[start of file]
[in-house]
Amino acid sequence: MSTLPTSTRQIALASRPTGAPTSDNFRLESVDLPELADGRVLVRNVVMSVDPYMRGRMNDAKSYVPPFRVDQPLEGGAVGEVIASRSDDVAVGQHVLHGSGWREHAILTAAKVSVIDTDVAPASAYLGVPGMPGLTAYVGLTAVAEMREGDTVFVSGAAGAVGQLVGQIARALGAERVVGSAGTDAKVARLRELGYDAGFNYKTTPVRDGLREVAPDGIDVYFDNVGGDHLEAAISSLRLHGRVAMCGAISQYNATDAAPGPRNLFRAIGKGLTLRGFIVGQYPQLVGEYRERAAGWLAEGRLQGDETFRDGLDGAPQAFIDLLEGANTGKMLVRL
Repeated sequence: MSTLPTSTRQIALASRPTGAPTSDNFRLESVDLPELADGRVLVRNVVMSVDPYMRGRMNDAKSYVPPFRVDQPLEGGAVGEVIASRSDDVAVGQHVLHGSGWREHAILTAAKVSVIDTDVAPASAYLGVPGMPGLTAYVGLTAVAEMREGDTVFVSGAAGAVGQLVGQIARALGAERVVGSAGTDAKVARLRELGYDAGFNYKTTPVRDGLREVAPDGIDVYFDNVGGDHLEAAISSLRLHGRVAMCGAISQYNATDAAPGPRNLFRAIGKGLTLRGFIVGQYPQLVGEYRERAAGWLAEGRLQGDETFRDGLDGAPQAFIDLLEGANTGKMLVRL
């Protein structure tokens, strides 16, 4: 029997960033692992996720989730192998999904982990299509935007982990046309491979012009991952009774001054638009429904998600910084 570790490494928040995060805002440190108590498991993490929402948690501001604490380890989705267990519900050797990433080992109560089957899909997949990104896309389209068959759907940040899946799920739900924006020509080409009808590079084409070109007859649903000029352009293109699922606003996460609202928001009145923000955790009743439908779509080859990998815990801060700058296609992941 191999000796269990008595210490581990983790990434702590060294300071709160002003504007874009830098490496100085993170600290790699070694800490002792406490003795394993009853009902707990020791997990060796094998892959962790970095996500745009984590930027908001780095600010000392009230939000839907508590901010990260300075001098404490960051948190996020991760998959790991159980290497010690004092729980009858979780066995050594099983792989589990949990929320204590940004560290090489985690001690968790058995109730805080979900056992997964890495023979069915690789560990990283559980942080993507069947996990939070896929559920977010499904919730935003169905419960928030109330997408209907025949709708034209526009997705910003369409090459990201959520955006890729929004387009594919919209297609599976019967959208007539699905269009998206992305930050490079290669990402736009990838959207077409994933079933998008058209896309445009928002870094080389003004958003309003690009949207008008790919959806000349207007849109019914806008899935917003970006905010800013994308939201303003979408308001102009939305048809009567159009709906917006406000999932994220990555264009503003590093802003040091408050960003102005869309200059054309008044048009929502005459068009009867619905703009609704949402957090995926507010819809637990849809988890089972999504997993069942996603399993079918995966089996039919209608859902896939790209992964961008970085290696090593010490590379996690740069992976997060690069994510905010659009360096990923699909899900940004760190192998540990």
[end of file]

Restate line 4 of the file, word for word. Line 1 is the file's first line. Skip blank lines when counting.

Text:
């Protein structure tokens, strides 16, 4: 029997960033692992996720989730192998999904982990299509935007982990046309491979012009991952009774001054638009429904998600910084 570790490494928040995060805002440190108590498991993490929402948690501001604490380890989705267990519900050797990433080992109560089957899909997949990104896309389209068959759907940040899946799920739900924006020509080409009808590079084409070109007859649903000029352009293109699922606003996460609202928001009145923000955790009743439908779509080859990998815990801060700058296609992941 191999000796269990008595210490581990983790990434702590060294300071709160002003504007874009830098490496100085993170600290790699070694800490002792406490003795394993009853009902707990020791997990060796094998892959962790970095996500745009984590930027908001780095600010000392009230939000839907508590901010990260300075001098404490960051948190996020991760998959790991159980290497010690004092729980009858979780066995050594099983792989589990949990929320204590940004560290090489985690001690968790058995109730805080979900056992997964890495023979069915690789560990990283559980942080993507069947996990939070896929559920977010499904919730935003169905419960928030109330997408209907025949709708034209526009997705910003369409090459990201959520955006890729929004387009594919919209297609599976019967959208007539699905269009998206992305930050490079290669990402736009990838959207077409994933079933998008058209896309445009928002870094080389003004958003309003690009949207008008790919959806000349207007849109019914806008899935917003970006905010800013994308939201303003979408308001102009939305048809009567159009709906917006406000999932994220990555264009503003590093802003040091408050960003102005869309200059054309008044048009929502005459068009009867619905703009609704949402957090995926507010819809637990849809988890089972999504997993069942996603399993079918995966089996039919209608859902896939790209992964961008970085290696090593010490590379996690740069992976997060690069994510905010659009360096990923699909899900940004760190192998540990």